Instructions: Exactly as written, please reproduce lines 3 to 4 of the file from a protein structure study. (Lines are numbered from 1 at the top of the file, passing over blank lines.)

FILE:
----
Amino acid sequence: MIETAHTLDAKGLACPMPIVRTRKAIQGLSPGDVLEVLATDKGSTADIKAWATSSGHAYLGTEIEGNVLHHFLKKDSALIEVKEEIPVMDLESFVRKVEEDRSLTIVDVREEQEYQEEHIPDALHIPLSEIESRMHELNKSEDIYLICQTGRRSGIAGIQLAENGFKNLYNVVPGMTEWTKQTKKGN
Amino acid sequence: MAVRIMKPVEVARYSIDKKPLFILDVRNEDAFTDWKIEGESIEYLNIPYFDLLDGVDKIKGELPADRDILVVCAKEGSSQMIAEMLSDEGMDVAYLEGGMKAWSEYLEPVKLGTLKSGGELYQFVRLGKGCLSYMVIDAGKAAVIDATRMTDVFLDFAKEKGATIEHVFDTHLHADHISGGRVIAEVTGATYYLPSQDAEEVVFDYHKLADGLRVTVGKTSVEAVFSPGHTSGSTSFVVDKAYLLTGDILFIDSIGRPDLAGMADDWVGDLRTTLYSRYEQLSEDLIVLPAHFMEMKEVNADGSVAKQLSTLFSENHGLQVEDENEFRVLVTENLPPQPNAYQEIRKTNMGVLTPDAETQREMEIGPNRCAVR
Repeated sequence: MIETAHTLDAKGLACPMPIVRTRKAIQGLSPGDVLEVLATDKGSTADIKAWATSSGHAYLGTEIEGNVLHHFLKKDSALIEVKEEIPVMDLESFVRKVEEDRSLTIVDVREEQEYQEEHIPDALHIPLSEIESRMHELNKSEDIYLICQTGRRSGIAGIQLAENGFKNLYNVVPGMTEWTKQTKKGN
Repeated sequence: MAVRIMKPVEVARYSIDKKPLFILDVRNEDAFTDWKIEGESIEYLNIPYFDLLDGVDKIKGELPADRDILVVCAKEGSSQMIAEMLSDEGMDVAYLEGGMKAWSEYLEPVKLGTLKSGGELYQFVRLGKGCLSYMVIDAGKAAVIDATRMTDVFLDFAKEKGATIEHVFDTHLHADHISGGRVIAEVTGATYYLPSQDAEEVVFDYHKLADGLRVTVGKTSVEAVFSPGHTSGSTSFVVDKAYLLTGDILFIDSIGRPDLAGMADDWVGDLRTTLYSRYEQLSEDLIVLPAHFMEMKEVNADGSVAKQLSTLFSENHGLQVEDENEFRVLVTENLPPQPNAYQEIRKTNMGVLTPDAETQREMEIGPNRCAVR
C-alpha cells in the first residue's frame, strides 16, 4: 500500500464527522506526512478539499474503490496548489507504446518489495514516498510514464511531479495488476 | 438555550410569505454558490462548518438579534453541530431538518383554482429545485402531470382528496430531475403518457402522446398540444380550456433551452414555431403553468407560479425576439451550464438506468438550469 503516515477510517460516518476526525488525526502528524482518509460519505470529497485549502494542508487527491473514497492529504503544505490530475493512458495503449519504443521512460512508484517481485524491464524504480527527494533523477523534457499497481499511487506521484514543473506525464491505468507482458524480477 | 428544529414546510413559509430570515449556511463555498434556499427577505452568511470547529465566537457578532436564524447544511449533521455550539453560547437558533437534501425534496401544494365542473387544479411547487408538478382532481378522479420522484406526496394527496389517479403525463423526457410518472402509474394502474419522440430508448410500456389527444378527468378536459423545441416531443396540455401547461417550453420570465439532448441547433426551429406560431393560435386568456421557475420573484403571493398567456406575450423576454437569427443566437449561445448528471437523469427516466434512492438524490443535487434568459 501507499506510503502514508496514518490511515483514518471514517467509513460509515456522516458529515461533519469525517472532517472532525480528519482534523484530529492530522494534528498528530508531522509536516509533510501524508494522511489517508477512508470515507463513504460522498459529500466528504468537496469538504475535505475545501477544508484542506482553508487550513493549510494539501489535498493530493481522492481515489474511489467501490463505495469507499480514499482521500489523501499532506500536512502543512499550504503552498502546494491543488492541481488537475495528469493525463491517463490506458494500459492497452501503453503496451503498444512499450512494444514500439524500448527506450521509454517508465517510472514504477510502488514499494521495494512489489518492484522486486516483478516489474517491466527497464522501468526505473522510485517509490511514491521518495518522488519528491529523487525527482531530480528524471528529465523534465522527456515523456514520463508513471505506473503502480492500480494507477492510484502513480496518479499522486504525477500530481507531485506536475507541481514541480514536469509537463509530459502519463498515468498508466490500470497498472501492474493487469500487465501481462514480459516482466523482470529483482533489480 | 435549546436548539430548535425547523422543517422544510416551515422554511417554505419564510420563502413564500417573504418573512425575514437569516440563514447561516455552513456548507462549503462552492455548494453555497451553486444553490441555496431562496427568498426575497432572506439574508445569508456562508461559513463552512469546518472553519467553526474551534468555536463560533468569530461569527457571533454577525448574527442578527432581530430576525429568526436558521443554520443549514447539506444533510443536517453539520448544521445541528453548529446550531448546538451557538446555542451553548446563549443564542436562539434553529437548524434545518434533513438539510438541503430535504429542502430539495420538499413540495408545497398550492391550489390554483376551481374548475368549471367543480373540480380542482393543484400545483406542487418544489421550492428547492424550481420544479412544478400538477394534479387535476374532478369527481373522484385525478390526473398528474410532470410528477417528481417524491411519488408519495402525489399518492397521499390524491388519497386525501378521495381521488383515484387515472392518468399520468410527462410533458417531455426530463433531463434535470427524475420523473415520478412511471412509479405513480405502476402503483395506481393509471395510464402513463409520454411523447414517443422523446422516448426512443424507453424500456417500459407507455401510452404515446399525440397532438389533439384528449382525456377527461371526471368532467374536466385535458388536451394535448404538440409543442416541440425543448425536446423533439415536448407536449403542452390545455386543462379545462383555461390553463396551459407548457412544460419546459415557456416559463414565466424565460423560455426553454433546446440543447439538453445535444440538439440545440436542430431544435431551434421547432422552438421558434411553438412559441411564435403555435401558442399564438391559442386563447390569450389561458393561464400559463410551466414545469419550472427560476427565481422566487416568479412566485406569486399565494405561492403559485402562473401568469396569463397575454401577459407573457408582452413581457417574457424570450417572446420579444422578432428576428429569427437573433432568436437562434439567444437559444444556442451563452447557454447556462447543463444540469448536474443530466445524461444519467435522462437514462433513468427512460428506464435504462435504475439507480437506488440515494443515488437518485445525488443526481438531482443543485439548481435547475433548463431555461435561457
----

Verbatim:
Repeated sequence: MIETAHTLDAKGLACPMPIVRTRKAIQGLSPGDVLEVLATDKGSTADIKAWATSSGHAYLGTEIEGNVLHHFLKKDSALIEVKEEIPVMDLESFVRKVEEDRSLTIVDVREEQEYQEEHIPDALHIPLSEIESRMHELNKSEDIYLICQTGRRSGIAGIQLAENGFKNLYNVVPGMTEWTKQTKKGN
Repeated sequence: MAVRIMKPVEVARYSIDKKPLFILDVRNEDAFTDWKIEGESIEYLNIPYFDLLDGVDKIKGELPADRDILVVCAKEGSSQMIAEMLSDEGMDVAYLEGGMKAWSEYLEPVKLGTLKSGGELYQFVRLGKGCLSYMVIDAGKAAVIDATRMTDVFLDFAKEKGATIEHVFDTHLHADHISGGRVIAEVTGATYYLPSQDAEEVVFDYHKLADGLRVTVGKTSVEAVFSPGHTSGSTSFVVDKAYLLTGDILFIDSIGRPDLAGMADDWVGDLRTTLYSRYEQLSEDLIVLPAHFMEMKEVNADGSVAKQLSTLFSENHGLQVEDENEFRVLVTENLPPQPNAYQEIRKTNMGVLTPDAETQREMEIGPNRCAVR